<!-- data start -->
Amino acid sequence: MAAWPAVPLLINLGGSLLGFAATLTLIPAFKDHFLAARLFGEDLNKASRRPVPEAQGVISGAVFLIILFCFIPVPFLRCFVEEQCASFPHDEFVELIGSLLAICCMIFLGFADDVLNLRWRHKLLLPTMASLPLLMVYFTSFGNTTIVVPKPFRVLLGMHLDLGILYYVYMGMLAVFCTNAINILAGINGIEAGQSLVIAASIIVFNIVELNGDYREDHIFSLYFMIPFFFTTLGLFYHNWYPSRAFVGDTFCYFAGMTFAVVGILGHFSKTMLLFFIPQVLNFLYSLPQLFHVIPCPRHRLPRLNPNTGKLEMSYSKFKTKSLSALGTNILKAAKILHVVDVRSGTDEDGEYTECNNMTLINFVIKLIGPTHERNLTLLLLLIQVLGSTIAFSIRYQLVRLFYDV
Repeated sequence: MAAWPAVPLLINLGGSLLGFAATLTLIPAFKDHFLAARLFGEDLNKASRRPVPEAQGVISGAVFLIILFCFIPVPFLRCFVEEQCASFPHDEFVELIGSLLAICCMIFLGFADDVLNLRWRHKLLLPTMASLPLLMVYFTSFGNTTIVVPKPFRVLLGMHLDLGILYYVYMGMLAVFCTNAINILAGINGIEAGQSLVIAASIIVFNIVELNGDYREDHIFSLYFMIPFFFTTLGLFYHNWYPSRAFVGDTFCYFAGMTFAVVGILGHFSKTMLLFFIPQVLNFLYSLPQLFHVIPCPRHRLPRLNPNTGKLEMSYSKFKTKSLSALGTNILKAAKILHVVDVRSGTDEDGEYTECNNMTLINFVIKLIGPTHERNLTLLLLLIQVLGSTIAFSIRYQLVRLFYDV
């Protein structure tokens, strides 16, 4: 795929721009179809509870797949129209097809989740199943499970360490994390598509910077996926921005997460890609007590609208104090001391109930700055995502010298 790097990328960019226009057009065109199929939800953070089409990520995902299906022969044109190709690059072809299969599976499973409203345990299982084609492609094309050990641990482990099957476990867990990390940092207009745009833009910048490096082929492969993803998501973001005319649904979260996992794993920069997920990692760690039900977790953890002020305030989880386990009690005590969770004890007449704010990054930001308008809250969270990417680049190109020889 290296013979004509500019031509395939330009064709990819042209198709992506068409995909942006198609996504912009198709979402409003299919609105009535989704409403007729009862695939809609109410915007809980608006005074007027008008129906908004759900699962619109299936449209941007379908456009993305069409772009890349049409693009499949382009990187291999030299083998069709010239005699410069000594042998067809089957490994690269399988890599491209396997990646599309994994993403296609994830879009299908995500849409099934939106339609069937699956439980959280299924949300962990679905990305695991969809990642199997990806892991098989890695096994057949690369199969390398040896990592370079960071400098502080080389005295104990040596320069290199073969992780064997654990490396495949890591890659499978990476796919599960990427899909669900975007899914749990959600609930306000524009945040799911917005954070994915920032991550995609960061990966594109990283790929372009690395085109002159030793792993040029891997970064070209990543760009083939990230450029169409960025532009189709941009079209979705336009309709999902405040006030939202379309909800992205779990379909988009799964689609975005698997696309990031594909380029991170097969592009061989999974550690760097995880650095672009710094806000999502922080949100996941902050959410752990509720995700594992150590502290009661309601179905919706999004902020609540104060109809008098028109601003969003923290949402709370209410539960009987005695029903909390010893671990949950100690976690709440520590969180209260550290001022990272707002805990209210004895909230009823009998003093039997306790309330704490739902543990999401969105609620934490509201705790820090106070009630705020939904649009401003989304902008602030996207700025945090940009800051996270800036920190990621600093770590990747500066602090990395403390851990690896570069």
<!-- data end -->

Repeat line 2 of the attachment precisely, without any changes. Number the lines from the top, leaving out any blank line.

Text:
Repeated sequence: MAAWPAVPLLINLGGSLLGFAATLTLIPAFKDHFLAARLFGEDLNKASRRPVPEAQGVISGAVFLIILFCFIPVPFLRCFVEEQCASFPHDEFVELIGSLLAICCMIFLGFADDVLNLRWRHKLLLPTMASLPLLMVYFTSFGNTTIVVPKPFRVLLGMHLDLGILYYVYMGMLAVFCTNAINILAGINGIEAGQSLVIAASIIVFNIVELNGDYREDHIFSLYFMIPFFFTTLGLFYHNWYPSRAFVGDTFCYFAGMTFAVVGILGHFSKTMLLFFIPQVLNFLYSLPQLFHVIPCPRHRLPRLNPNTGKLEMSYSKFKTKSLSALGTNILKAAKILHVVDVRSGTDEDGEYTECNNMTLINFVIKLIGPTHERNLTLLLLLIQVLGSTIAFSIRYQLVRLFYDV